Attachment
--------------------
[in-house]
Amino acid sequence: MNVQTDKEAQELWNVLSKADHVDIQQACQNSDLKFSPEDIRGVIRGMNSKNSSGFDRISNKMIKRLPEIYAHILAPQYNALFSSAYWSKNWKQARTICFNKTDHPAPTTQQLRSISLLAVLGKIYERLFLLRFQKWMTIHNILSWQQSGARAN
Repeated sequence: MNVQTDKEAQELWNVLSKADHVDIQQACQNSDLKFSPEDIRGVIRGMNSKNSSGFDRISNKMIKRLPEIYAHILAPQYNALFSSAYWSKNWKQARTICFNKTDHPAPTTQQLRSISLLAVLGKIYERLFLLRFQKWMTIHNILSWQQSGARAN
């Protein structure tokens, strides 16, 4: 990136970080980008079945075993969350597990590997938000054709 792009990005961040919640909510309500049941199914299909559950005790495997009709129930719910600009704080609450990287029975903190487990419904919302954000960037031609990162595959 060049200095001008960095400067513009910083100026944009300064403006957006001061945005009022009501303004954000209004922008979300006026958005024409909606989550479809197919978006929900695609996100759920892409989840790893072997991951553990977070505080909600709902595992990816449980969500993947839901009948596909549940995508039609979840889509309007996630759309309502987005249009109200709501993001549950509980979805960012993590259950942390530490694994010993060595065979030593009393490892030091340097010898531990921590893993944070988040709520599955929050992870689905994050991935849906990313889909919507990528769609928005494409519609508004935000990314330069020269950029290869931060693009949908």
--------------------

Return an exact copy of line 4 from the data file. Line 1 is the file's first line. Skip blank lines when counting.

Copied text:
């Protein structure tokens, strides 16, 4: 990136970080980008079945075993969350597990590997938000054709 792009990005961040919640909510309500049941199914299909559950005790495997009709129930719910600009704080609450990287029975903190487990419904919302954000960037031609990162595959 060049200095001008960095400067513009910083100026944009300064403006957006001061945005009022009501303004954000209004922008979300006026958005024409909606989550479809197919978006929900695609996100759920892409989840790893072997991951553990977070505080909600709902595992990816449980969500993947839901009948596909549940995508039609979840889509309007996630759309309502987005249009109200709501993001549950509980979805960012993590259950942390530490694994010993060595065979030593009393490892030091340097010898531990921590893993944070988040709520599955929050992870689905994050991935849906990313889909919507990528769609928005494409519609508004935000990314330069020269950029290869931060693009949908």